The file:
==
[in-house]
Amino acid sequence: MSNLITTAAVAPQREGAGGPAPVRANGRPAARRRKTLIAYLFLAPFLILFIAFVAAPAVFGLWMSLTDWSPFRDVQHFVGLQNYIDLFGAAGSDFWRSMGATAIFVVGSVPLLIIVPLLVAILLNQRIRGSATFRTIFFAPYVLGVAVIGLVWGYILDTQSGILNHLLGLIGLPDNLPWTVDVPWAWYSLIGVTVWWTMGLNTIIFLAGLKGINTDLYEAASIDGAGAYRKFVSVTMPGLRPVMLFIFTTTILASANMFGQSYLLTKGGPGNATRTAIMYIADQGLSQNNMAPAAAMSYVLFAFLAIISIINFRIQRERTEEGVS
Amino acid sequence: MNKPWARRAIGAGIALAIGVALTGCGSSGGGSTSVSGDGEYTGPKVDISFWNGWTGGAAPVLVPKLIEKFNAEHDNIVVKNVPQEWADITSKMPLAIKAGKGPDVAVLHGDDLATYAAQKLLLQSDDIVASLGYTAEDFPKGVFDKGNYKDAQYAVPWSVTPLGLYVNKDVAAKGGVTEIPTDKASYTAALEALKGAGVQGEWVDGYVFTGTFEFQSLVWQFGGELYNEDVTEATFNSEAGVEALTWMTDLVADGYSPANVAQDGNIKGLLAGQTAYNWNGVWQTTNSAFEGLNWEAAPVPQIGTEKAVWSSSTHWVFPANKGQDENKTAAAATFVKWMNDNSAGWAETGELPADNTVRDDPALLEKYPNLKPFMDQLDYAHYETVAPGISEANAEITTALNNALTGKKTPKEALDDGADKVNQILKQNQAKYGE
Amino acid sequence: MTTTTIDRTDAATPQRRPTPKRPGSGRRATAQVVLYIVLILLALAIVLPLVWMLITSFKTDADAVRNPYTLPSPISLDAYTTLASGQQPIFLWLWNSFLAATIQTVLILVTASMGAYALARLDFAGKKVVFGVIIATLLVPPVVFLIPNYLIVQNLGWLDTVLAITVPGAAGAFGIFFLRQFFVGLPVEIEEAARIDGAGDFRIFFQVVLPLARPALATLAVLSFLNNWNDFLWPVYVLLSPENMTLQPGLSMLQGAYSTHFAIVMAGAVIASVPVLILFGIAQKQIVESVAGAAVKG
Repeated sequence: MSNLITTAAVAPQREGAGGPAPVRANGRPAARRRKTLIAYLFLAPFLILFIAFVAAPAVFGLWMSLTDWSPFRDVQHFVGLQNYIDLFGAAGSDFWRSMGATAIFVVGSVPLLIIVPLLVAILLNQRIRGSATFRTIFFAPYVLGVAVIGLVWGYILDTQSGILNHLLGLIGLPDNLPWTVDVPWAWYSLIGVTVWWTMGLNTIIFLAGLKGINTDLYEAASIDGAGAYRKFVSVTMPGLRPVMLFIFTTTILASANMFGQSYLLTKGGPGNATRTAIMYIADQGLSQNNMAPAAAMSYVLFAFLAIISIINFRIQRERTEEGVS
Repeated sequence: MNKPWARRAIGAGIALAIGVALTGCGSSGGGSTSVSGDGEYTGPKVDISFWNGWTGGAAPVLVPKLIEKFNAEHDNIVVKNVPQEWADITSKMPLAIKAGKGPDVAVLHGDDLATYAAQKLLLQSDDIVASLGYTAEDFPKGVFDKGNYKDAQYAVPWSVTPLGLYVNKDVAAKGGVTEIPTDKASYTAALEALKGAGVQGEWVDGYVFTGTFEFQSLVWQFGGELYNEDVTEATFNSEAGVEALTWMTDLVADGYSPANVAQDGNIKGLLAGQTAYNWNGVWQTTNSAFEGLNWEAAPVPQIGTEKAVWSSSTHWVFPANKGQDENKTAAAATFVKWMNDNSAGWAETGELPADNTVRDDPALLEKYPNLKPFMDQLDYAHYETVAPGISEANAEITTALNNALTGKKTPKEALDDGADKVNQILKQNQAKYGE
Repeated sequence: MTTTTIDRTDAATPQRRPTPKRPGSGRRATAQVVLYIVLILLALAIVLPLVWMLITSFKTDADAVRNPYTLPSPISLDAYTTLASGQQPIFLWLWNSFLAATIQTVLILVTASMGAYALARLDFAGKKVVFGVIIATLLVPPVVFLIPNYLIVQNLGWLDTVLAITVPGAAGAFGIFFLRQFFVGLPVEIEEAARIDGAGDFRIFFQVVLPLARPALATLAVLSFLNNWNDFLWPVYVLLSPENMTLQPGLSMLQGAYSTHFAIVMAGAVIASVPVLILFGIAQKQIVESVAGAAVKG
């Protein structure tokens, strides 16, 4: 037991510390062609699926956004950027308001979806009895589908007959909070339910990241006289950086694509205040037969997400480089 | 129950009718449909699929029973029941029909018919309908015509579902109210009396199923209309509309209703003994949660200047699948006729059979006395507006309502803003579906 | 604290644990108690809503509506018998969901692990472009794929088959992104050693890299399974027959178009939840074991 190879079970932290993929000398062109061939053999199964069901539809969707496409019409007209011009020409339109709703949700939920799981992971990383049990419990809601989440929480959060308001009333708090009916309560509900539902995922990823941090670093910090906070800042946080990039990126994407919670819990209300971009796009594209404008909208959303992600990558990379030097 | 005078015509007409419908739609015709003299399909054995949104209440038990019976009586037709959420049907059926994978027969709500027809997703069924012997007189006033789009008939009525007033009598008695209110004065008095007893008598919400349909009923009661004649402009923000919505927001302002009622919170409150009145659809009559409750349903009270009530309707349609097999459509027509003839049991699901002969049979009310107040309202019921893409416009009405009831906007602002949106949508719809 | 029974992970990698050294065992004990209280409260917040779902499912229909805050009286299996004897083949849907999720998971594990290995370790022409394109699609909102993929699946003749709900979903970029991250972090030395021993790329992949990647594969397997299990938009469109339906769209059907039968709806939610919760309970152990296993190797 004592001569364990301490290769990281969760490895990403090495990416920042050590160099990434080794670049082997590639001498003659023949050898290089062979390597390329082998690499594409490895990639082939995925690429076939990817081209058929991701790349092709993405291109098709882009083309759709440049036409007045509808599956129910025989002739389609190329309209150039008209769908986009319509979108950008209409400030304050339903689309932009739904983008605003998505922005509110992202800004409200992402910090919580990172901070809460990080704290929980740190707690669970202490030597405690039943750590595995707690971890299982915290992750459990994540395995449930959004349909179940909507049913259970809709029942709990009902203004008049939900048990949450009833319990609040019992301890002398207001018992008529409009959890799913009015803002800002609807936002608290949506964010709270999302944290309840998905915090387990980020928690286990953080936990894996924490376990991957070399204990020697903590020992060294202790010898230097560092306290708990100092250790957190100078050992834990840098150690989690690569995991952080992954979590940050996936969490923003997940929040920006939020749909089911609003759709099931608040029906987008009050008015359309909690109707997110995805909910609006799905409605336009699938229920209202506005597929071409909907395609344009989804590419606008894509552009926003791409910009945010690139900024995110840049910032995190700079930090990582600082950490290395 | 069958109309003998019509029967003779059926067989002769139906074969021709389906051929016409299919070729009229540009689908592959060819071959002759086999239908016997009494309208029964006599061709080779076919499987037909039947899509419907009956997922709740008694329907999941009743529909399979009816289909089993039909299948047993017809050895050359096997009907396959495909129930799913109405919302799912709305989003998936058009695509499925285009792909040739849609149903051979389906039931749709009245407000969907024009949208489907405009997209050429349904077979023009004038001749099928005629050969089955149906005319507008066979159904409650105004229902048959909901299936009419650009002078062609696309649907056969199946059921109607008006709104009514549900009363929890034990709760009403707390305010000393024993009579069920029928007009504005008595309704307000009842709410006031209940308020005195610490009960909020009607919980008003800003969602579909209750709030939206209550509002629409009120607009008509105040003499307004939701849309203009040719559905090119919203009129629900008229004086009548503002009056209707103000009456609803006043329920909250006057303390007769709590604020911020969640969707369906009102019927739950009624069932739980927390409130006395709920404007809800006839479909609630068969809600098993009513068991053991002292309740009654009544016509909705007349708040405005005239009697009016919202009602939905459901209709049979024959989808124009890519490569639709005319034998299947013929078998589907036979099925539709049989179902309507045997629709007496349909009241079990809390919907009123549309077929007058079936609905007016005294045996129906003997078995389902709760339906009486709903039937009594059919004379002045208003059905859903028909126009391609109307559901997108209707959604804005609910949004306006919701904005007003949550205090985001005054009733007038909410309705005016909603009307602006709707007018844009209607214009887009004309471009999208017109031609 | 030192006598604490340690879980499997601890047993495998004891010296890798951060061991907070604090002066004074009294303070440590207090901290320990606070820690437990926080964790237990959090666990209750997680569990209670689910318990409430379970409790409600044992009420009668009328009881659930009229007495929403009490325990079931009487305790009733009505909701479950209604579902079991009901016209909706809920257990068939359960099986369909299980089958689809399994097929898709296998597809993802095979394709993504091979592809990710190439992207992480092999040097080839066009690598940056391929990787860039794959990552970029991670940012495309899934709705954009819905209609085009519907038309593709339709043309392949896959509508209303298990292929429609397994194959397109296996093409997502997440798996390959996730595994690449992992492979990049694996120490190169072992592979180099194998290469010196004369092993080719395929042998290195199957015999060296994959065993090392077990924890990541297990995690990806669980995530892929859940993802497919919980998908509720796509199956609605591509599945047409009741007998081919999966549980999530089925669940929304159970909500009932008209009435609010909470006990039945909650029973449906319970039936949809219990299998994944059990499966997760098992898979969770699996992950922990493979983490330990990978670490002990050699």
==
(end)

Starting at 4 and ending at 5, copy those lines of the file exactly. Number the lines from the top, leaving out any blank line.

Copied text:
Amino acid sequence: MTTTTIDRTDAATPQRRPTPKRPGSGRRATAQVVLYIVLILLALAIVLPLVWMLITSFKTDADAVRNPYTLPSPISLDAYTTLASGQQPIFLWLWNSFLAATIQTVLILVTASMGAYALARLDFAGKKVVFGVIIATLLVPPVVFLIPNYLIVQNLGWLDTVLAITVPGAAGAFGIFFLRQFFVGLPVEIEEAARIDGAGDFRIFFQVVLPLARPALATLAVLSFLNNWNDFLWPVYVLLSPENMTLQPGLSMLQGAYSTHFAIVMAGAVIASVPVLILFGIAQKQIVESVAGAAVKG
Repeated sequence: MSNLITTAAVAPQREGAGGPAPVRANGRPAARRRKTLIAYLFLAPFLILFIAFVAAPAVFGLWMSLTDWSPFRDVQHFVGLQNYIDLFGAAGSDFWRSMGATAIFVVGSVPLLIIVPLLVAILLNQRIRGSATFRTIFFAPYVLGVAVIGLVWGYILDTQSGILNHLLGLIGLPDNLPWTVDVPWAWYSLIGVTVWWTMGLNTIIFLAGLKGINTDLYEAASIDGAGAYRKFVSVTMPGLRPVMLFIFTTTILASANMFGQSYLLTKGGPGNATRTAIMYIADQGLSQNNMAPAAAMSYVLFAFLAIISIINFRIQRERTEEGVS